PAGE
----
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#9 2005-09-14 21:05:24

VTTFSH_T
Member
From: Hawaii
Registered: 2005-09-13
Posts: 19

Re: ION Engines

There is a way to trap antiprotons.  It's called a penning trap!  It traps atoms in electric and magnetic fields.
http://livefromcern.web.cern.ch/livefro … r/FAQ.html
http://livefromcern.web.cern.ch/livefro … .html#trap


ggkthnx big_smile

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#10 2005-09-15 02:35:26

VTTFSH_V
Member
From: Hawaii
Registered: 2005-09-13
Posts: 31

Re: ION Engines

Thank You!  But nothing can shut this guy up.  He'll start arguing with CERN now.  BWAH HAH HAH!


Have a nice day.  big_smile

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#11 2005-09-15 06:08:15

GCNRevenger
Member
From: Earth
Registered: 2003-10-14
Posts: 6,056

Re: ION Engines

But a Penning trap doesn't work very well. They can't hold many anti-protons for very long, and the device itself is too heavy/large. They are too "leaky" to use for a space ship. Nobody knows how to build a trap that doesn't leak.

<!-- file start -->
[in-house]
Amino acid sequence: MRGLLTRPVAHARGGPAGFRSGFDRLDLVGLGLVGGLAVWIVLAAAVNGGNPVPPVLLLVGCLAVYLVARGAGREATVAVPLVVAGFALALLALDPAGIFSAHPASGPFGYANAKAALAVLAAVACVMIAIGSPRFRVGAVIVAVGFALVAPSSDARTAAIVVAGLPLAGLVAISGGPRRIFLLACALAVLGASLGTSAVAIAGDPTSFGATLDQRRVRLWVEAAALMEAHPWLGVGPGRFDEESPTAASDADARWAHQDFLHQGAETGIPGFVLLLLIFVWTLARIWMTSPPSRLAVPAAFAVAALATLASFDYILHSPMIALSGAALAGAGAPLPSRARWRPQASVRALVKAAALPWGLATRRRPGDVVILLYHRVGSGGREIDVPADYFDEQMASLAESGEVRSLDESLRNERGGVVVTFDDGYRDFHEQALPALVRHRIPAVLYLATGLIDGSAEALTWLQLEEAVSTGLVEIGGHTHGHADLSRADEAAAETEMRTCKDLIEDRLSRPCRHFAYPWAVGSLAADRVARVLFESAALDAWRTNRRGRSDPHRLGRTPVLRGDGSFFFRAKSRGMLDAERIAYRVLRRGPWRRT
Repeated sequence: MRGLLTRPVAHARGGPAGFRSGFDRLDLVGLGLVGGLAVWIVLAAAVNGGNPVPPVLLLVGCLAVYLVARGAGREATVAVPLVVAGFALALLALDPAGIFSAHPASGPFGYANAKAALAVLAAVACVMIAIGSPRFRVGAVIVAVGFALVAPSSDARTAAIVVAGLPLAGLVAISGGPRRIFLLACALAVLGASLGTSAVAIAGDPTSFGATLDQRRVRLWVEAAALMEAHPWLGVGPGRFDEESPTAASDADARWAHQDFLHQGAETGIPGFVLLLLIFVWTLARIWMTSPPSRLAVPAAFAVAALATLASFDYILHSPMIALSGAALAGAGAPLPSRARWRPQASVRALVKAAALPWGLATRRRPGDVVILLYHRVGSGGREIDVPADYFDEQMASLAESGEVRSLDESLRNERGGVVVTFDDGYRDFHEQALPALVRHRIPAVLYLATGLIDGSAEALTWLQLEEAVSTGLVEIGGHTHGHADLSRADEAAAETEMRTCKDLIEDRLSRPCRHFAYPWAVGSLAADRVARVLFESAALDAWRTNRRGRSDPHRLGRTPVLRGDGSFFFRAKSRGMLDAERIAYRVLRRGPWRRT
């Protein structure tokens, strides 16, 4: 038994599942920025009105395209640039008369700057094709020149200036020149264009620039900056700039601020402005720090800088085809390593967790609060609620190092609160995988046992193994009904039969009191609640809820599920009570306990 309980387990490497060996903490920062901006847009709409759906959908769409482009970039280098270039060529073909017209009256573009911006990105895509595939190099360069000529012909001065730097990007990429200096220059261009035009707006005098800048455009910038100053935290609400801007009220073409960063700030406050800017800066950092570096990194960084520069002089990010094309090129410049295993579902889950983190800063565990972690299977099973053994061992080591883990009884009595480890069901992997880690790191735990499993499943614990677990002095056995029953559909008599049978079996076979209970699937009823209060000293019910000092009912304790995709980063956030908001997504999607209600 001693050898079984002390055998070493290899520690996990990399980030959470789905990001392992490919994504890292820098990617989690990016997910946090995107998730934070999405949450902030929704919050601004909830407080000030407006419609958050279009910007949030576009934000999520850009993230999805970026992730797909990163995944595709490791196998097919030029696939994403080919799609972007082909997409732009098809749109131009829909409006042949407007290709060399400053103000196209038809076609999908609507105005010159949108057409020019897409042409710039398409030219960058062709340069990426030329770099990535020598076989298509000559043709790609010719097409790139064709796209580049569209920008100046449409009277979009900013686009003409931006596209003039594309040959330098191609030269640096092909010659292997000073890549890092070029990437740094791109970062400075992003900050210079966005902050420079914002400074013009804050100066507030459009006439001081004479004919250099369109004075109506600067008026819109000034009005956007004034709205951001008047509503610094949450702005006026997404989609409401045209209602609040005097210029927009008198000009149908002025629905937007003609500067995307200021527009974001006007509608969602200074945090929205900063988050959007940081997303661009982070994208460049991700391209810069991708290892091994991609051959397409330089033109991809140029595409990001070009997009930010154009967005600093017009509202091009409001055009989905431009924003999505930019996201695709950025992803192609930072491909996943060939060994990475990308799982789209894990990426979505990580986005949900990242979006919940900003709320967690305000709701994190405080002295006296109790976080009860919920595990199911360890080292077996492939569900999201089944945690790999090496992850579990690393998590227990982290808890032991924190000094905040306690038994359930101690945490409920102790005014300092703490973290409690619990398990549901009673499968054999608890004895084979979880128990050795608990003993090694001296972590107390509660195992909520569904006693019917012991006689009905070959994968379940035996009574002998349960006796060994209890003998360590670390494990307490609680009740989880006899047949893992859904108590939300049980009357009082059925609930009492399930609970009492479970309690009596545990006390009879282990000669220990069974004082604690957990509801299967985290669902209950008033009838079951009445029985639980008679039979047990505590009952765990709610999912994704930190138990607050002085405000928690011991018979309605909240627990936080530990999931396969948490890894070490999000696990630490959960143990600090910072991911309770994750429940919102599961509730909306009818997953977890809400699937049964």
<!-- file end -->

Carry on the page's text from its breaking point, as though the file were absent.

"The power of accurate observation is often called cynicism by those that do not have it." - George Bernard Shaw

The glass is at 50% of capacity

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#12 2005-09-15 10:10:01

VTTFSH_T
Member
From: Hawaii
Registered: 2005-09-13
Posts: 19

Re: ION Engines

But it is a trap that exists and it works!


ggkthnx big_smile

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#13 2005-09-15 11:21:27

GCNRevenger
Member
From: Earth
Registered: 2003-10-14
Posts: 6,056

Re: ION Engines

You need to store anti-protons enough for long enough to last you until you can get a recharged trap. A round-trip to Mars will take easily six months even with a "super" engine, and nobody knows how to build a trap that will last that long... plus, if the trap were to ever fail enroute, the crew would be doomed, since you could not slow down at your destination.